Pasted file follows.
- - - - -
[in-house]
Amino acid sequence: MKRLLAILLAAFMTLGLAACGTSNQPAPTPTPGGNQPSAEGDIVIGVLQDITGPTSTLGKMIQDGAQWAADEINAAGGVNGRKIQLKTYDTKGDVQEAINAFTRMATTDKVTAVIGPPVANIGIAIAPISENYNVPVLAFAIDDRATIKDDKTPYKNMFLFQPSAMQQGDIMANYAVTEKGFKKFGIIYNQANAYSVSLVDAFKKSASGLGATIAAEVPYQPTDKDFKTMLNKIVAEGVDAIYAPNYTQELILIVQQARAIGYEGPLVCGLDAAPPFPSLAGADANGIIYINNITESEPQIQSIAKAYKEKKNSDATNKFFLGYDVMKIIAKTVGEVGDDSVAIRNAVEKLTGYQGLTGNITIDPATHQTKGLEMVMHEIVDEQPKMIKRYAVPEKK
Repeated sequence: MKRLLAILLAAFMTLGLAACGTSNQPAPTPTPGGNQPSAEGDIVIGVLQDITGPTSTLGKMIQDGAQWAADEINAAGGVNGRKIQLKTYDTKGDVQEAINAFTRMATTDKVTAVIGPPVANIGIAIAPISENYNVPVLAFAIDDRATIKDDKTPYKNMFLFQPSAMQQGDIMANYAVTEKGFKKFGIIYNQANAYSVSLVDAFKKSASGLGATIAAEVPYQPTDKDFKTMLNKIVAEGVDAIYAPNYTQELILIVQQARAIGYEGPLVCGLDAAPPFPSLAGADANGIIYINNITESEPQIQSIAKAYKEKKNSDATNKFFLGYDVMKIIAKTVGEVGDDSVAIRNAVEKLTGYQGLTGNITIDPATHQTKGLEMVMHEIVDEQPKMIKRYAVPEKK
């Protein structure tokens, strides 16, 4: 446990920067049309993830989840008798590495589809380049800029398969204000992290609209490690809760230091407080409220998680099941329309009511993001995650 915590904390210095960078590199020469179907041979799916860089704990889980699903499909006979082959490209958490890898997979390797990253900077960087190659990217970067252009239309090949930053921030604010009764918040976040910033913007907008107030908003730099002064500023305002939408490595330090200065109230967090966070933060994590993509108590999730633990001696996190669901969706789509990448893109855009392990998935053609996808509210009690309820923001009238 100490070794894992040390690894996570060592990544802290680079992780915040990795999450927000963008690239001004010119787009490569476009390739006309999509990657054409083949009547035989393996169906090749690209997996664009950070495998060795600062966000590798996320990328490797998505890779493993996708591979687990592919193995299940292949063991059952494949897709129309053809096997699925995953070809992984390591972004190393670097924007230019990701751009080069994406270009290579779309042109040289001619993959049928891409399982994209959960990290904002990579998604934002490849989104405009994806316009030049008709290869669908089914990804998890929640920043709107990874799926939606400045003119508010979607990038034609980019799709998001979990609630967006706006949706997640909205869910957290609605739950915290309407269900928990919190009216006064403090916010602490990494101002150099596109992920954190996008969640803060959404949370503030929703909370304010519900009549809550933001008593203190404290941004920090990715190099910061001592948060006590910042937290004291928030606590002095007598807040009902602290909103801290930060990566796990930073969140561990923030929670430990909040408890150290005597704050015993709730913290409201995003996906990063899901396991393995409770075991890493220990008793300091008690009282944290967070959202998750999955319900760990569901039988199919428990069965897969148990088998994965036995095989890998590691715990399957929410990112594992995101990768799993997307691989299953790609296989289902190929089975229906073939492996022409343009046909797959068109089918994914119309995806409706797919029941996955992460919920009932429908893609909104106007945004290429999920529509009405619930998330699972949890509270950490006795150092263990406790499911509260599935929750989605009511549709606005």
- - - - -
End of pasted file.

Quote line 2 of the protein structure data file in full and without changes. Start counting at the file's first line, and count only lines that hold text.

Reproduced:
Amino acid sequence: MKRLLAILLAAFMTLGLAACGTSNQPAPTPTPGGNQPSAEGDIVIGVLQDITGPTSTLGKMIQDGAQWAADEINAAGGVNGRKIQLKTYDTKGDVQEAINAFTRMATTDKVTAVIGPPVANIGIAIAPISENYNVPVLAFAIDDRATIKDDKTPYKNMFLFQPSAMQQGDIMANYAVTEKGFKKFGIIYNQANAYSVSLVDAFKKSASGLGATIAAEVPYQPTDKDFKTMLNKIVAEGVDAIYAPNYTQELILIVQQARAIGYEGPLVCGLDAAPPFPSLAGADANGIIYINNITESEPQIQSIAKAYKEKKNSDATNKFFLGYDVMKIIAKTVGEVGDDSVAIRNAVEKLTGYQGLTGNITIDPATHQTKGLEMVMHEIVDEQPKMIKRYAVPEKK